Rogue Preview: The Miss American Dream Show

Feb 5, 2020 | 2020 Articles, Arts & Entertainment, Rogue Festival

by Sierra Camille

It is almost time for Rogue Festival again–it will be taking place March 6-14 in the Tower District of Fresno. Throughout the month of February we will be publishing many Rogue Festival performer preview articles, and this the second one so far. This year we have added a special category where you will be able to find all of our Rogue Festival articles. During Rogue we will be reviewing shows as usual, and we also have a Rogue Festival event page with more information!

Sierra Camille is thrilled to be bringing her solo performance of The Miss American Dream Show to Fresno as a part of this year’s Rogue Festival starting on Friday, March 6, at the Vista Theater. Sierra hails from Oakland, California, and began writing and devising this original solo work with Dan Griffiths in the Spring of 2019 in San Francisco’s Clown Lab basement.

Sierra Camille has been doing two things since she was very little: enticing people to watch her and bringing people together. Now in her adult years she has taken on two identities that commonly describe these things: professional performer and community organizer. Sounds pretty fancy, right? Another fancy title Sierra holds is a BFA in Theater Performance from Southern Oregon University alongside a Certificate in Nonprofit Management. The Miss American Dream Show is Sierra’s way of bringing these two passions together, weaving hilarious physical performance with political satire. The Miss American Dream Show is Sierra Camille’s debut of an original full length solo performance, and it’s certainly not the last you’ll be seeing of her!

Rogue festival

Sierra Camille

Here’s what she has to say about the show.

It’s no secret that America’s political climate at this moment in time is outrageous. With a racist (to put it nicely) president, a new member of the Supreme Court who’s a sexual offender, and mass shootings becoming the norm, our country has many reasons to not be quite in solidarity with each other. The Miss American Dream Show invites audiences to laugh at the absurdity of our current world while also thinking about what is actually going on.

It was said to me once by a director, “political theater isn’t created to change people’s minds; it’s created to bring people together and encourage them to rise up and use their voice.” This could not ring more true for me. Upon performing one small section of The Miss American Dream Show in Texas, half the audience loudly left mid-performance. It was a jarring experience, but we stuck it out onstage and finished the show. The remaining audience, who had sat through the painful moments of truck doors slamming and loud phone calls, thanked me profusely for the performance. They were clearly embarrassed by the other audience members, trying to quickly separate themselves, assuring me those folks “weren’t from around here” mentioning how they certainly “had never seen them before.” I witnessed as these people, the ones who were united in their beliefs and their desire to create a welcoming world, grew instantly close. They felt more confident in their own views not only because I had represented them onstage, but because they had sat together in the audience and now become friends.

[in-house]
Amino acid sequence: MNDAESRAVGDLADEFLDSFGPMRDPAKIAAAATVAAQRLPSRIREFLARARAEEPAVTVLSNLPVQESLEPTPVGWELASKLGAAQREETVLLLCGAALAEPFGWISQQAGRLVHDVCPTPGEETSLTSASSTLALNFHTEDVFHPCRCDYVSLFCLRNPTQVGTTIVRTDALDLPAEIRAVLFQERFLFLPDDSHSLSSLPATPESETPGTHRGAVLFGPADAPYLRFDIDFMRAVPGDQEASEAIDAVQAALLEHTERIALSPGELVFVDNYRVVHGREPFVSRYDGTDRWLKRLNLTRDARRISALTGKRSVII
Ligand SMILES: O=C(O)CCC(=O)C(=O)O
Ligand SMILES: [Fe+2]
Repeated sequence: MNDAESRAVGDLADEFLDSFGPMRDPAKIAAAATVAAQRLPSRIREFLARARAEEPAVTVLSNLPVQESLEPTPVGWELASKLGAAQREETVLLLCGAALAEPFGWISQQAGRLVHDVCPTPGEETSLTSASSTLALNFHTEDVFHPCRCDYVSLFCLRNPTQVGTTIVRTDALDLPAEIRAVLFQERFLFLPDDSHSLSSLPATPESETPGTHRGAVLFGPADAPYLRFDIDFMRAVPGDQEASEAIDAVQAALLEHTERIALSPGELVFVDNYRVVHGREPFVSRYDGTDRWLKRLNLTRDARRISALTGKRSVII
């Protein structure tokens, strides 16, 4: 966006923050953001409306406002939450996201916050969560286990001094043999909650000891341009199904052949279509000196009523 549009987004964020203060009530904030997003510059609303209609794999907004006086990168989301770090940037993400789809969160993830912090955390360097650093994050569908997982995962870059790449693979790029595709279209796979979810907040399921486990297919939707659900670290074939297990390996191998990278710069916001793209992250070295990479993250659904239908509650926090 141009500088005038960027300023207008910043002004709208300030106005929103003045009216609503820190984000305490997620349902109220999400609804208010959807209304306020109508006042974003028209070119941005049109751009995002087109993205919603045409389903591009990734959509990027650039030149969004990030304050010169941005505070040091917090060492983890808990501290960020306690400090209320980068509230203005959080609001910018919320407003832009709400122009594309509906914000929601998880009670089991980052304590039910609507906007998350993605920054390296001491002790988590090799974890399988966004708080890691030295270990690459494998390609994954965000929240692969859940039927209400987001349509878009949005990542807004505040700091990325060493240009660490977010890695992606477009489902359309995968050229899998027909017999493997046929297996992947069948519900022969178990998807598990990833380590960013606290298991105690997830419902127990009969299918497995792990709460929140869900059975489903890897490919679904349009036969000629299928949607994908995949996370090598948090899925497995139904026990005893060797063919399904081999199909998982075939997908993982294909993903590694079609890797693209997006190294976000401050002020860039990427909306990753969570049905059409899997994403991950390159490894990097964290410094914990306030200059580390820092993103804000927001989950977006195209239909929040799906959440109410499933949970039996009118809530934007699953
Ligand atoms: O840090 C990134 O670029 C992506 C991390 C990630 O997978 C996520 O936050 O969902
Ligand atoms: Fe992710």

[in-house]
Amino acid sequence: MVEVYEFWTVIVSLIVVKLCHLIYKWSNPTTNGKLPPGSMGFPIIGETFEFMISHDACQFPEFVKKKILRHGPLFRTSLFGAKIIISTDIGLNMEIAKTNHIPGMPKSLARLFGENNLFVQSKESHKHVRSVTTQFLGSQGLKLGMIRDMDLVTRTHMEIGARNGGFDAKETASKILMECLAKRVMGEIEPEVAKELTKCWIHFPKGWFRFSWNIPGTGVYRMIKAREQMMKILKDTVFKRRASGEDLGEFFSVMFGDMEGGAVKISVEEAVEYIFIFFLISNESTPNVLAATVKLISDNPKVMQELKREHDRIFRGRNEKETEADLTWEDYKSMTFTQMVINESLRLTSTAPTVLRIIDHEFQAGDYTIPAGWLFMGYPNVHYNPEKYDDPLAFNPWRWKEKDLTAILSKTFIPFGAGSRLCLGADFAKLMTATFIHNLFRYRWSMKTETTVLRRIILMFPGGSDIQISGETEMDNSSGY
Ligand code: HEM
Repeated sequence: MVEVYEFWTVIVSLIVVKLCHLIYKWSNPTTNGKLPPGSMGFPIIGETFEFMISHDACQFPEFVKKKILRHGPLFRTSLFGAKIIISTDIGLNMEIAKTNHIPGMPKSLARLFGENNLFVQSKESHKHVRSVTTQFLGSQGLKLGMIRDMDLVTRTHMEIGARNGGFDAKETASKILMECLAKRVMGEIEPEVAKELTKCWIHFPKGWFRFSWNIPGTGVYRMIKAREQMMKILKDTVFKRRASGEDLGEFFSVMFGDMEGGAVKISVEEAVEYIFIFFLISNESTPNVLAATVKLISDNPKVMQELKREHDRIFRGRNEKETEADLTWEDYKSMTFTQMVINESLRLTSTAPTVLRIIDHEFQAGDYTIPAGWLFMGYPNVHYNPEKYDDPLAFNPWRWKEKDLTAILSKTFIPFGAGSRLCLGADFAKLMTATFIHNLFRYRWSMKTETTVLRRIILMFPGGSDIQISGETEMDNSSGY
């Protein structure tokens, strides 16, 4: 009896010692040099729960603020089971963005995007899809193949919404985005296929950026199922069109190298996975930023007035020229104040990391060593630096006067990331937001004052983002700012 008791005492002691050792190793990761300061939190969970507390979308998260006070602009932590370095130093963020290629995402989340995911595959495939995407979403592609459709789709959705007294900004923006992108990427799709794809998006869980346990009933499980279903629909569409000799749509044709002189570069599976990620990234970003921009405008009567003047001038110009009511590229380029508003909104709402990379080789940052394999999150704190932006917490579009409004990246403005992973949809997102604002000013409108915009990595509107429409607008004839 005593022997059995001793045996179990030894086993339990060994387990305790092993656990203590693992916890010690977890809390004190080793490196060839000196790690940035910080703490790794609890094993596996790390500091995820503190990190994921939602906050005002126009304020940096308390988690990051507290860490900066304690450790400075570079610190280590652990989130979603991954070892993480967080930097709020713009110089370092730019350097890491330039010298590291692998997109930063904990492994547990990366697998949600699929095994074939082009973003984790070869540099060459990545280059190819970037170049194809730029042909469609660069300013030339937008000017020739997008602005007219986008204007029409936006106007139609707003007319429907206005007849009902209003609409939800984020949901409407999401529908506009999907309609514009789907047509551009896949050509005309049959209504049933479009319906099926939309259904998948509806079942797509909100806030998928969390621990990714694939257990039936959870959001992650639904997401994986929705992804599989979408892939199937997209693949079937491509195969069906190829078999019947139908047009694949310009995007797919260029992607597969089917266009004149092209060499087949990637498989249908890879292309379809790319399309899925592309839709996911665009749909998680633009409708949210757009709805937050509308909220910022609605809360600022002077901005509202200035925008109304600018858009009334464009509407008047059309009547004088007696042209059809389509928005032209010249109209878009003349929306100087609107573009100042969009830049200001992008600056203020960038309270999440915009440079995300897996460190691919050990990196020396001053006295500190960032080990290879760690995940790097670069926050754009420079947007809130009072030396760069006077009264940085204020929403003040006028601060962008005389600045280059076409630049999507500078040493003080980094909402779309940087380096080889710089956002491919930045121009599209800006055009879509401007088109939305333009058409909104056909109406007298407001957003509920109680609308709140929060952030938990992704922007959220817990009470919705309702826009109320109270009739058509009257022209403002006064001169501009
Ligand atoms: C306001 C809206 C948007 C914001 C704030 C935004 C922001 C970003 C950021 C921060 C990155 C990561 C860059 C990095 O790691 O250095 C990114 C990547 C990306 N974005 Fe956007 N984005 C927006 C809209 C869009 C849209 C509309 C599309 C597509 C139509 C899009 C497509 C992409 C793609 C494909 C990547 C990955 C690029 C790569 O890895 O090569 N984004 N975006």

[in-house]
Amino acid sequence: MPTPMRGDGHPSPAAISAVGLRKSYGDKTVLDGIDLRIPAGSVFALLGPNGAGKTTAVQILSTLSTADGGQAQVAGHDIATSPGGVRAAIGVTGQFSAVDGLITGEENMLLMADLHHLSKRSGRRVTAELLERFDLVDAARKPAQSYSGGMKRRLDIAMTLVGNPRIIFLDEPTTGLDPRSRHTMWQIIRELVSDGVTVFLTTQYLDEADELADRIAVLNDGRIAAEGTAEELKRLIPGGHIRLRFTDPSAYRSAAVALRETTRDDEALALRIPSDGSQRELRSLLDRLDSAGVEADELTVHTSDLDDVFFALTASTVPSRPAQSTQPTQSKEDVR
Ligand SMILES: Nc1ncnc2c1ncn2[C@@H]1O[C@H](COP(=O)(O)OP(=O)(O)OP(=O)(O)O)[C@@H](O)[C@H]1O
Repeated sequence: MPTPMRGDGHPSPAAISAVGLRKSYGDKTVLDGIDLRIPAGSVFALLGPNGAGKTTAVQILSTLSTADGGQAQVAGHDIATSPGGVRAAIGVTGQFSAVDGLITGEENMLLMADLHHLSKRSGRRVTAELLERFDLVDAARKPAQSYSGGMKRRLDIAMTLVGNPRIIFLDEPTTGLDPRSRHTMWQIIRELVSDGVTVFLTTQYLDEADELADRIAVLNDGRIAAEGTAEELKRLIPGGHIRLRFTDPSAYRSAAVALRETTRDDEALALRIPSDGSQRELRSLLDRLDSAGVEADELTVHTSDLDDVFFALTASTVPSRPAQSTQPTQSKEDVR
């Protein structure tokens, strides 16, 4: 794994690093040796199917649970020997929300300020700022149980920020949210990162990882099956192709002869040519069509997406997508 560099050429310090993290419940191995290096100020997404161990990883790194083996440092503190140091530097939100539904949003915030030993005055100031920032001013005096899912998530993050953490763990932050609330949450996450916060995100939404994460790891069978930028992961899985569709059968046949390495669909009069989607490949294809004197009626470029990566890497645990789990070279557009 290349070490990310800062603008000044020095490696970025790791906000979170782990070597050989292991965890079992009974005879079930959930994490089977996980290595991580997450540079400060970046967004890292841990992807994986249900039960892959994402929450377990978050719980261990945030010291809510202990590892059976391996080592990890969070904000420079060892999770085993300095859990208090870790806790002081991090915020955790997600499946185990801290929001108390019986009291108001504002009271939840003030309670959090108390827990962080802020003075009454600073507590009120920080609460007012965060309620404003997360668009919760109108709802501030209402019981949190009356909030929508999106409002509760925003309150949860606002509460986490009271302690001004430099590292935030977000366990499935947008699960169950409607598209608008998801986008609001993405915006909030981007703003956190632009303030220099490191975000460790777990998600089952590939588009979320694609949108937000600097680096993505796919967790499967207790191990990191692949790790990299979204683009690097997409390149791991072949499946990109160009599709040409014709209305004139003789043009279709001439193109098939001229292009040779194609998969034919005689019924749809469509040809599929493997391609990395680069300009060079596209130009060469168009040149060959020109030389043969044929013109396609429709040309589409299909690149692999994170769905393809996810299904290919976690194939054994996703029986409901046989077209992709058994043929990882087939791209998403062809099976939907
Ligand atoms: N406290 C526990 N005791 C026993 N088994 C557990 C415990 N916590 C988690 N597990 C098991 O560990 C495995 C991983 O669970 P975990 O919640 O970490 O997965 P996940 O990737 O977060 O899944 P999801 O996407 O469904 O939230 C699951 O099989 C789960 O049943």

The Miss American Dream Show exists because we all need to laugh. There’s no other way to cope with the constant bombardment of extreme news alerts and unnerving direction the world is drifting towards each day. We also need to learn. We must take time to understand what’s happening, how our world is being controlled, and what is making it turn.

It’s not new to create a dystopian story. Artists have been creating worlds of ultimate despair for centuries, but they are being updated all the time. Miss American Dream is able to relate our current woes of feeling helpless and confused from a contemporary standpoint that involves social media and the constant bombardment to do more now.

I hope this show provides audiences with a bit of relief and release from the daunting politics we unknowingly hold in our brains every minute. With that release, I encourage people to speak up and reach out about topics that are important to them. If we can laugh together, we can act together.

You can learn more about Sierra Camille at and more about the Rogue Festival at

See The Miss American Dream Show at The Vista Theater Friday, March 6, at 10 p.m., Saturday, March 7, at 5 p.m., Sunday March 8, at 3:30 p.m., Friday, March 13, at 5:30 p.m., Saturday March 14, at 8 p.m.

If you love local theatre, be sure to check out Mysteryrat’s Maze Podcast, which features mysteries read by local actors. You can find the podcast on iTunes/Apple Podcasts, Spotify, and Google Play, and also on Podbean.

Check out more theatre reviews & other local entertainment articles in our Arts & Entertainment section.


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